Title

Perceived importance of topics in a model foreign language in the elementary school (FLES*) methodology course

Date of Award

1990

Availability

Article

Degree Name

Doctor of Education (Ed.D.)

Department

Education

First Committee Member

Gilbert J. Cuevas, Committee Chair

Abstract

The purpose of this study was to identify topics for a model foreign language in the elementary school (FLES*) methodology course and to assess the extent to which foreign language methodology course instructors believe these topics should be included in a model FLES* methodology course curriculum.The research and literature review included topics on elementary school teacher preparation, foreign language teacher training, and a specific focus on the competencies for FLES* teacher preparation. The instrument A Survey of Topics in a Model FLES* Methodology Course assessed the extent to which foreign language methodology course instructors believed the identified topics should be covered in a model FLES* methodology course. A Likert scale was utilized to rate the recommended coverage of topics from "extensively" (four or more lectures), to "omit". Respondents (n = 71) were from a sample of individuals knowledgeable in foreign language methodology course content.Descriptive statistics were used to analyze the responses. Results of the survey indicate the FLES* methodology course model is composed of ten components covering: (a) pedagogy specific to foreign language instruction; (b) general pedagogy, with a focus on the elementary school child; and (c) the integration of foreign language instruction with the elementary school curriculum within the elementary school environment.A post hoc analysis compared the responses, according to the type(s) of foreign language methodology course the respondents had taught. The general consensus among all instructors was to give priority to those components dealing with foreign language instruction. FLES* methodology course instructors and those who had taught both FLES* and secondary methodology courses attributed equal importance to components on child growth and development, integrating foreign language instruction with the elementary school curriculum, and planning the FLES* program. Secondary methods course instructors and respondents who had never taught a methods course seemed to be less sensitive to this, and recommended child growth and development and the effects of FLES* instruction were components warranting limited coverage.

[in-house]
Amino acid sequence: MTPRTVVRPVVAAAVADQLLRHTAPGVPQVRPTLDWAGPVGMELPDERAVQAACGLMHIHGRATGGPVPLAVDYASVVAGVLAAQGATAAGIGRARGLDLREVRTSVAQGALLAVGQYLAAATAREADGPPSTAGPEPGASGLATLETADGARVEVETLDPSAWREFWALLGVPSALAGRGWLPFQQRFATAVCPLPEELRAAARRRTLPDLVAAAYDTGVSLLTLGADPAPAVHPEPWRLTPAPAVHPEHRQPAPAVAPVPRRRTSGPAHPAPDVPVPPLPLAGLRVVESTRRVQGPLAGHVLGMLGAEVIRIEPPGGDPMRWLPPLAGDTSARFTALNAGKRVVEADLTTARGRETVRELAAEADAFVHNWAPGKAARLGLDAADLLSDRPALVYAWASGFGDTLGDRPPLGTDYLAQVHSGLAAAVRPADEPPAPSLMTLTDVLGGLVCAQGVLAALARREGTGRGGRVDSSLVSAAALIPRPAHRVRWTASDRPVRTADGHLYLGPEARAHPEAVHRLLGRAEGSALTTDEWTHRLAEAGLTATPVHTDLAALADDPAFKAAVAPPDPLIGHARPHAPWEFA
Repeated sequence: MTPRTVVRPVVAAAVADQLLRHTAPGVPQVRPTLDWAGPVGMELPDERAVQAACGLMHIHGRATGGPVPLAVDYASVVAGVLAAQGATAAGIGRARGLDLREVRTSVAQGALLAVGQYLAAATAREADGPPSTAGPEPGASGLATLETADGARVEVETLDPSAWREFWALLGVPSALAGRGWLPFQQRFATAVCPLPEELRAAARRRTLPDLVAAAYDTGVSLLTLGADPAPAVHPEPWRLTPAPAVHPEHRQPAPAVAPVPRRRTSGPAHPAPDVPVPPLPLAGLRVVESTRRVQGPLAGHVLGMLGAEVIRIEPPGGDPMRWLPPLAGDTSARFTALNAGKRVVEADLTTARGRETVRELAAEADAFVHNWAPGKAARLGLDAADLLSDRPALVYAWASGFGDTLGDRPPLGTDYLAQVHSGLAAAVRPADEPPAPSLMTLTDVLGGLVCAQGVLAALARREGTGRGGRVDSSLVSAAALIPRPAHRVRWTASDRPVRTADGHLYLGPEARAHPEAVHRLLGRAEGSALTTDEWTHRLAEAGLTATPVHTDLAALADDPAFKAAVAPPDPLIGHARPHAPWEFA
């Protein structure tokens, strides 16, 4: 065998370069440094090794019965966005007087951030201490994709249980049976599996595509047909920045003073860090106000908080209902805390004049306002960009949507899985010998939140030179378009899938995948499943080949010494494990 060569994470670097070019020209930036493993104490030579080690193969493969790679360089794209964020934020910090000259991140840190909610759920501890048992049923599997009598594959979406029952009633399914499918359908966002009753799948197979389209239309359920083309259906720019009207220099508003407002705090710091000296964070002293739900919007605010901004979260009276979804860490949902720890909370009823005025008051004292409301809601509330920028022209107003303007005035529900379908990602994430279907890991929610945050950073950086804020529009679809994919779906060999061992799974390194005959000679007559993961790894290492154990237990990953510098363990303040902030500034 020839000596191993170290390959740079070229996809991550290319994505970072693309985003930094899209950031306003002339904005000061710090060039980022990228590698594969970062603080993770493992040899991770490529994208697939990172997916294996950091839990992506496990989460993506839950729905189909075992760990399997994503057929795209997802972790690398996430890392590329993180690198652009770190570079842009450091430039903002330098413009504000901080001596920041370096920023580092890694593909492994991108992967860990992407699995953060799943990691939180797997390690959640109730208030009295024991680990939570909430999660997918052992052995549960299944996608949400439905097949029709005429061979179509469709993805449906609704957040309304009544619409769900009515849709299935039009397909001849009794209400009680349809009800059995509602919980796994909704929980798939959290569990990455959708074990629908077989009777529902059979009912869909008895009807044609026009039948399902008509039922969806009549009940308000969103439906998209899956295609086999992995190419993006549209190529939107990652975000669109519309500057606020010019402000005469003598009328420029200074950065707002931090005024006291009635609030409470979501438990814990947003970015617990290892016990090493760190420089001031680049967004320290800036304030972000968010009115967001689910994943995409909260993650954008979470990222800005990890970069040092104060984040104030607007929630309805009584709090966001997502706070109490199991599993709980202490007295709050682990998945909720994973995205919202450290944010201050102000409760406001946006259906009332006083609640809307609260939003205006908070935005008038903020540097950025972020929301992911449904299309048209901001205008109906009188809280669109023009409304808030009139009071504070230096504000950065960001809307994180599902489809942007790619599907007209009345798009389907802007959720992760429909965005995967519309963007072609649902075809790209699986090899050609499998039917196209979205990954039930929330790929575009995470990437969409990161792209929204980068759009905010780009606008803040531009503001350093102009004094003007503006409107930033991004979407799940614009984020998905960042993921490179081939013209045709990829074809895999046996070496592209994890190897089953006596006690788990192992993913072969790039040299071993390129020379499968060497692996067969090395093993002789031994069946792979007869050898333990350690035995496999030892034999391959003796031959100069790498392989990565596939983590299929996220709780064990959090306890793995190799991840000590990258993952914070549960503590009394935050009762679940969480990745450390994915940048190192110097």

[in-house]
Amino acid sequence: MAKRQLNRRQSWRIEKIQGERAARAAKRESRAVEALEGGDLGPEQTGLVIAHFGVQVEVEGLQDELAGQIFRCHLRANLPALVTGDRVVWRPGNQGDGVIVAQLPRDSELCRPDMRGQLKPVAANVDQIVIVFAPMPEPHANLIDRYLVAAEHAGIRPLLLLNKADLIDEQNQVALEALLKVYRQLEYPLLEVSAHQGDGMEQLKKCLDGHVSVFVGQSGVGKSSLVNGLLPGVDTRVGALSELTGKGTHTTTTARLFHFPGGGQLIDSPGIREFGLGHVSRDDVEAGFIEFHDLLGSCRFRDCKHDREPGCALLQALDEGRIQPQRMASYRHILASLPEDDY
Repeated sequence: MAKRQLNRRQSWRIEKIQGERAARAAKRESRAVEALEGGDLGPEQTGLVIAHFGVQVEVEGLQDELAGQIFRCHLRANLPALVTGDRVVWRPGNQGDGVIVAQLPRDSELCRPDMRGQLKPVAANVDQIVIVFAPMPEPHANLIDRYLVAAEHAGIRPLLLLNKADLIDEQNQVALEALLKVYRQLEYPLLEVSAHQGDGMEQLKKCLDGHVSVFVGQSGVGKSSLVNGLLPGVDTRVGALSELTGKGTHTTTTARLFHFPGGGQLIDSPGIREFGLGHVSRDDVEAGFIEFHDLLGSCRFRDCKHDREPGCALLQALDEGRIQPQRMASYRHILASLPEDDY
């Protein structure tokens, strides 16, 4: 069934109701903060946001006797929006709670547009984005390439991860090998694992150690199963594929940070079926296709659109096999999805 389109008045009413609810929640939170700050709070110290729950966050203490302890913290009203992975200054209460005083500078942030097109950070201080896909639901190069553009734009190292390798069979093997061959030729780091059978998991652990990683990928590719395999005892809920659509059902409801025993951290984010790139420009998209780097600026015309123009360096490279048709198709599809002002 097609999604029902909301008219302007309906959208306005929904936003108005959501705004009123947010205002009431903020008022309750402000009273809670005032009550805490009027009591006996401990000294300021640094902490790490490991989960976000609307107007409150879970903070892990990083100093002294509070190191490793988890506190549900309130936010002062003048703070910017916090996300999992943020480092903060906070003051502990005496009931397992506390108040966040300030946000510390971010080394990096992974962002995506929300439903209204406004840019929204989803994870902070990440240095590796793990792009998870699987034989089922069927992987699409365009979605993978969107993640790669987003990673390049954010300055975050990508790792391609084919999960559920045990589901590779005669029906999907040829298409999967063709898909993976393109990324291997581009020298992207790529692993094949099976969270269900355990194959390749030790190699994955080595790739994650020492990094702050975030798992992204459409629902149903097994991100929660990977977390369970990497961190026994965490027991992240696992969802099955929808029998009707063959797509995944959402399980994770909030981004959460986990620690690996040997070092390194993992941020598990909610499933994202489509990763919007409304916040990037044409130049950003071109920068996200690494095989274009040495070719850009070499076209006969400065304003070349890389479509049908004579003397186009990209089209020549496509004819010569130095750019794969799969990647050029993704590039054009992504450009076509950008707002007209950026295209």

Keywords

Education, Language and Literature; Language, Modern; Education, Elementary; Education, Curriculum and Instruction

Link to Full Text

http://access.library.miami.edu/login?url=http://gateway.proquest.com/openurl?url_ver=Z39.88-2004&rft_val_fmt=info:ofi/fmt:kev:mtx:dissertation&res_dat=xri:pqdiss&rft_dat=xri:pqdiss:9032074